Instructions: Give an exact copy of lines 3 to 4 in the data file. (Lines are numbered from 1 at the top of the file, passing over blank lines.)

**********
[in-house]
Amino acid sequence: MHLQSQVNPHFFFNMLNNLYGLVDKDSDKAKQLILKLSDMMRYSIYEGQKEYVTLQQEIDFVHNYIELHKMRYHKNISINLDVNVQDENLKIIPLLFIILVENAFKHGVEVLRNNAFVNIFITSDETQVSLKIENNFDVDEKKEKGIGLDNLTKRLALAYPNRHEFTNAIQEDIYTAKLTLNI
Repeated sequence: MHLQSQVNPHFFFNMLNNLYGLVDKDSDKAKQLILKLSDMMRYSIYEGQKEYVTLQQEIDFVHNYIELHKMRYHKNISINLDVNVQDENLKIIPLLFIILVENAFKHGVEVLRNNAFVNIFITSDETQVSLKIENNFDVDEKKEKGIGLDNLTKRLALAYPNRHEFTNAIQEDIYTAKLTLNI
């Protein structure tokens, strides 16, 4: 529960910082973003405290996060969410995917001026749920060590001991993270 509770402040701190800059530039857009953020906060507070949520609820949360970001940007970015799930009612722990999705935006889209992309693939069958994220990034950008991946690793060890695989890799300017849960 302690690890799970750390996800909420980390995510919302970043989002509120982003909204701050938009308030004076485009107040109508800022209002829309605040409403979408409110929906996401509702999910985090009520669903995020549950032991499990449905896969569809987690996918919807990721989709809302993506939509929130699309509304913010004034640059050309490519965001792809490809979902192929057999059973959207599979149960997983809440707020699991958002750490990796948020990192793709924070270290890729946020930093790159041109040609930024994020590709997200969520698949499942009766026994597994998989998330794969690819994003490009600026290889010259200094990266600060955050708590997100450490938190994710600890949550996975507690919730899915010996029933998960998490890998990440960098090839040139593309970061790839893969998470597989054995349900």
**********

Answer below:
Repeated sequence: MHLQSQVNPHFFFNMLNNLYGLVDKDSDKAKQLILKLSDMMRYSIYEGQKEYVTLQQEIDFVHNYIELHKMRYHKNISINLDVNVQDENLKIIPLLFIILVENAFKHGVEVLRNNAFVNIFITSDETQVSLKIENNFDVDEKKEKGIGLDNLTKRLALAYPNRHEFTNAIQEDIYTAKLTLNI
């Protein structure tokens, strides 16, 4: 529960910082973003405290996060969410995917001026749920060590001991993270 509770402040701190800059530039857009953020906060507070949520609820949360970001940007970015799930009612722990999705935006889209992309693939069958994220990034950008991946690793060890695989890799300017849960 302690690890799970750390996800909420980390995510919302970043989002509120982003909204701050938009308030004076485009107040109508800022209002829309605040409403979408409110929906996401509702999910985090009520669903995020549950032991499990449905896969569809987690996918919807990721989709809302993506939509929130699309509304913010004034640059050309490519965001792809490809979902192929057999059973959207599979149960997983809440707020699991958002750490990796948020990192793709924070270290890729946020930093790159041109040609930024994020590709997200969520698949499942009766026994597994998989998330794969690819994003490009600026290889010259200094990266600060955050708590997100450490938190994710600890949550996975507690919730899915010996029933998960998490890998990440960098090839040139593309970061790839893969998470597989054995349900």